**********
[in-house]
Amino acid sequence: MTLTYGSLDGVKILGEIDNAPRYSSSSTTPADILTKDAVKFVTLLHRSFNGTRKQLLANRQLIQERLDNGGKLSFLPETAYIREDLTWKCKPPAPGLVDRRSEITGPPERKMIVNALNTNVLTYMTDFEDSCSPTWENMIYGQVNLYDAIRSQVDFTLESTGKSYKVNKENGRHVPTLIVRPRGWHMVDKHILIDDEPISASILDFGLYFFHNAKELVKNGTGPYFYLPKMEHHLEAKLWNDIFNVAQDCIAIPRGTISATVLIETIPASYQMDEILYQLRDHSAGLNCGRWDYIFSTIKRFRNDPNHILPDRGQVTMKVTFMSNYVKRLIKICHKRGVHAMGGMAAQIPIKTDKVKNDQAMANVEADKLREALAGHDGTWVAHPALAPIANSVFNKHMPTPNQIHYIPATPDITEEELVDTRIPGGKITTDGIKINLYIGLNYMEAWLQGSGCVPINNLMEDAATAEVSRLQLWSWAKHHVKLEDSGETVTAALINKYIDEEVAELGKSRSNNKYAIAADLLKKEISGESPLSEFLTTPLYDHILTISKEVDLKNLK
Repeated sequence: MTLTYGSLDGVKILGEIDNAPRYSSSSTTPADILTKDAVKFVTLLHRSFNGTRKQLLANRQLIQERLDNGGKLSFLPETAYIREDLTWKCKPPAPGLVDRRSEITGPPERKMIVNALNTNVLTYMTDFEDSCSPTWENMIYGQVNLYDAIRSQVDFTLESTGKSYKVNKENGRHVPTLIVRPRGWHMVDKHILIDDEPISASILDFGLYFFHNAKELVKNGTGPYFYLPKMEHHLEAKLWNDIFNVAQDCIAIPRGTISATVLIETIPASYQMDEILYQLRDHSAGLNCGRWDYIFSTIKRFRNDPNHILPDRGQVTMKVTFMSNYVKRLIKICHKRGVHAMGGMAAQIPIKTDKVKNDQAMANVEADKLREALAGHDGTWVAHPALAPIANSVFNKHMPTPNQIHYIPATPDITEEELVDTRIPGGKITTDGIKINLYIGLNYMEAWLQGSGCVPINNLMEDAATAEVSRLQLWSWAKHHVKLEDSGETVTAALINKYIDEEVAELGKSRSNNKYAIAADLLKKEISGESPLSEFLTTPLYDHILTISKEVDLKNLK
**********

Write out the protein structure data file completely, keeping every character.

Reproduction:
[in-house]
Amino acid sequence: MTLTYGSLDGVKILGEIDNAPRYSSSSTTPADILTKDAVKFVTLLHRSFNGTRKQLLANRQLIQERLDNGGKLSFLPETAYIREDLTWKCKPPAPGLVDRRSEITGPPERKMIVNALNTNVLTYMTDFEDSCSPTWENMIYGQVNLYDAIRSQVDFTLESTGKSYKVNKENGRHVPTLIVRPRGWHMVDKHILIDDEPISASILDFGLYFFHNAKELVKNGTGPYFYLPKMEHHLEAKLWNDIFNVAQDCIAIPRGTISATVLIETIPASYQMDEILYQLRDHSAGLNCGRWDYIFSTIKRFRNDPNHILPDRGQVTMKVTFMSNYVKRLIKICHKRGVHAMGGMAAQIPIKTDKVKNDQAMANVEADKLREALAGHDGTWVAHPALAPIANSVFNKHMPTPNQIHYIPATPDITEEELVDTRIPGGKITTDGIKINLYIGLNYMEAWLQGSGCVPINNLMEDAATAEVSRLQLWSWAKHHVKLEDSGETVTAALINKYIDEEVAELGKSRSNNKYAIAADLLKKEISGESPLSEFLTTPLYDHILTISKEVDLKNLK
Repeated sequence: MTLTYGSLDGVKILGEIDNAPRYSSSSTTPADILTKDAVKFVTLLHRSFNGTRKQLLANRQLIQERLDNGGKLSFLPETAYIREDLTWKCKPPAPGLVDRRSEITGPPERKMIVNALNTNVLTYMTDFEDSCSPTWENMIYGQVNLYDAIRSQVDFTLESTGKSYKVNKENGRHVPTLIVRPRGWHMVDKHILIDDEPISASILDFGLYFFHNAKELVKNGTGPYFYLPKMEHHLEAKLWNDIFNVAQDCIAIPRGTISATVLIETIPASYQMDEILYQLRDHSAGLNCGRWDYIFSTIKRFRNDPNHILPDRGQVTMKVTFMSNYVKRLIKICHKRGVHAMGGMAAQIPIKTDKVKNDQAMANVEADKLREALAGHDGTWVAHPALAPIANSVFNKHMPTPNQIHYIPATPDITEEELVDTRIPGGKITTDGIKINLYIGLNYMEAWLQGSGCVPINNLMEDAATAEVSRLQLWSWAKHHVKLEDSGETVTAALINKYIDEEVAELGKSRSNNKYAIAADLLKKEISGESPLSEFLTTPLYDHILTISKEVDLKNLK